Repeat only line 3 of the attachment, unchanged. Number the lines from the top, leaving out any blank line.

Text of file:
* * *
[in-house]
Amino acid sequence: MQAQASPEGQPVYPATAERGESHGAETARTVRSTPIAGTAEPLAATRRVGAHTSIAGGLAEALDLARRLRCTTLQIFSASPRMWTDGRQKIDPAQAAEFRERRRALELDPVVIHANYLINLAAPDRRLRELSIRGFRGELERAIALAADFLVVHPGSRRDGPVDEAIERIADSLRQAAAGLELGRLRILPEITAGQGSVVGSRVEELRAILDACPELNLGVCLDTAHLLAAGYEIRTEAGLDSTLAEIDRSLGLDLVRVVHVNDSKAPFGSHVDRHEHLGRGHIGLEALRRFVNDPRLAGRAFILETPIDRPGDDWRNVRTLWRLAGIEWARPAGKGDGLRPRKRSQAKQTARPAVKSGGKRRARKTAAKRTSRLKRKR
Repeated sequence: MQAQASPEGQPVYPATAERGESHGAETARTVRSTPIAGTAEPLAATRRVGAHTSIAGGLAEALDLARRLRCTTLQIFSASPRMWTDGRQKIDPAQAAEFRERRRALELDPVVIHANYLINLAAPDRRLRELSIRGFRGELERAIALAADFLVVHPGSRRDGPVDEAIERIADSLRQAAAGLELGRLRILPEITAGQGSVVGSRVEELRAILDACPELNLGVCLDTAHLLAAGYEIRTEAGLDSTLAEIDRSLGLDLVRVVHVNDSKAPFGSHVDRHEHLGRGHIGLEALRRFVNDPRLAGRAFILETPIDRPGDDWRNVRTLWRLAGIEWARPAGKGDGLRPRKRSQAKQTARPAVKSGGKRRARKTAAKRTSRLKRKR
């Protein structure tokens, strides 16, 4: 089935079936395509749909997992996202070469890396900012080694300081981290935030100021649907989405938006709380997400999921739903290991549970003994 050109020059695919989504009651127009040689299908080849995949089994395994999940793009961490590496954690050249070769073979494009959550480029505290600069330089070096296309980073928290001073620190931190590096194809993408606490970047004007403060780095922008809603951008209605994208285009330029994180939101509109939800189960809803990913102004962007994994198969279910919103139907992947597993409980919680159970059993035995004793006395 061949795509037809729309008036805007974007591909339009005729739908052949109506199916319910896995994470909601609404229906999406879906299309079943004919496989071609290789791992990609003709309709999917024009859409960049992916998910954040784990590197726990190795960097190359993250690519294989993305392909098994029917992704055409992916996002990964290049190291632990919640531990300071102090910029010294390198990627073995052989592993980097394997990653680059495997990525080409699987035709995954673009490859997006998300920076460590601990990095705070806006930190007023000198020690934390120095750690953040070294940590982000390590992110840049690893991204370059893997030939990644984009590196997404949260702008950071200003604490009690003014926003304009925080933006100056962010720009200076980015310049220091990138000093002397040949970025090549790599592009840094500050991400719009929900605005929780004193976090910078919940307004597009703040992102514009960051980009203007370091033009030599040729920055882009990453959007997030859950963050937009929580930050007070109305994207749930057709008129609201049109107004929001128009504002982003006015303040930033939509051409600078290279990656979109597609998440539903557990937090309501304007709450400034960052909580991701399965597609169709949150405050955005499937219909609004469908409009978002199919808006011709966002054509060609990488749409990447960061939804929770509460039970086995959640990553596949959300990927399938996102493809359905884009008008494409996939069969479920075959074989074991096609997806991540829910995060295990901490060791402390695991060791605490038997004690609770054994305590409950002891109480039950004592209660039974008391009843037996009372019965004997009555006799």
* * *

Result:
Repeated sequence: MQAQASPEGQPVYPATAERGESHGAETARTVRSTPIAGTAEPLAATRRVGAHTSIAGGLAEALDLARRLRCTTLQIFSASPRMWTDGRQKIDPAQAAEFRERRRALELDPVVIHANYLINLAAPDRRLRELSIRGFRGELERAIALAADFLVVHPGSRRDGPVDEAIERIADSLRQAAAGLELGRLRILPEITAGQGSVVGSRVEELRAILDACPELNLGVCLDTAHLLAAGYEIRTEAGLDSTLAEIDRSLGLDLVRVVHVNDSKAPFGSHVDRHEHLGRGHIGLEALRRFVNDPRLAGRAFILETPIDRPGDDWRNVRTLWRLAGIEWARPAGKGDGLRPRKRSQAKQTARPAVKSGGKRRARKTAAKRTSRLKRKR